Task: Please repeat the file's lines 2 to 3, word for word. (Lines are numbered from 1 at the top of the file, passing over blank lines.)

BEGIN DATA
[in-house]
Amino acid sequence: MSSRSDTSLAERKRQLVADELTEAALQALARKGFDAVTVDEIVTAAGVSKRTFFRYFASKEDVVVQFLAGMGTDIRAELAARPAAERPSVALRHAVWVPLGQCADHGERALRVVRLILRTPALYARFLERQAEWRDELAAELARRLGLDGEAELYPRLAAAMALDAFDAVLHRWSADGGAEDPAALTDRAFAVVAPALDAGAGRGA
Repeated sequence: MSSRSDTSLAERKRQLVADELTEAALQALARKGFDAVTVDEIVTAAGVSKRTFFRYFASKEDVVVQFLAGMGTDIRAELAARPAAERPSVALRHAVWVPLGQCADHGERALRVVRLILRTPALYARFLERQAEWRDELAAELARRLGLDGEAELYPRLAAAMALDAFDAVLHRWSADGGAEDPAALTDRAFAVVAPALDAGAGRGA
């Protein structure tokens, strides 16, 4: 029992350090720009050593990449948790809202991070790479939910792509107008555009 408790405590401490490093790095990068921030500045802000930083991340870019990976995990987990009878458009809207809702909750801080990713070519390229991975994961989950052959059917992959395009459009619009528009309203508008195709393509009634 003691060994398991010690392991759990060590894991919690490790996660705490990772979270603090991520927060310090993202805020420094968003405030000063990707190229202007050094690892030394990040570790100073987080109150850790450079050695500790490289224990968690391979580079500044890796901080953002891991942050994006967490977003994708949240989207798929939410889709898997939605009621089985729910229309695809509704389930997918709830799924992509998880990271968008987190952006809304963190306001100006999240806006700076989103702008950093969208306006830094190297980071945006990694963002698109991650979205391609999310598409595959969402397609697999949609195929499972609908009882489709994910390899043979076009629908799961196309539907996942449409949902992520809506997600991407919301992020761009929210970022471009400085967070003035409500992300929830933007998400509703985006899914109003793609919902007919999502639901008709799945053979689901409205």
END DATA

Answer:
Amino acid sequence: MSSRSDTSLAERKRQLVADELTEAALQALARKGFDAVTVDEIVTAAGVSKRTFFRYFASKEDVVVQFLAGMGTDIRAELAARPAAERPSVALRHAVWVPLGQCADHGERALRVVRLILRTPALYARFLERQAEWRDELAAELARRLGLDGEAELYPRLAAAMALDAFDAVLHRWSADGGAEDPAALTDRAFAVVAPALDAGAGRGA
Repeated sequence: MSSRSDTSLAERKRQLVADELTEAALQALARKGFDAVTVDEIVTAAGVSKRTFFRYFASKEDVVVQFLAGMGTDIRAELAARPAAERPSVALRHAVWVPLGQCADHGERALRVVRLILRTPALYARFLERQAEWRDELAAELARRLGLDGEAELYPRLAAAMALDAFDAVLHRWSADGGAEDPAALTDRAFAVVAPALDAGAGRGA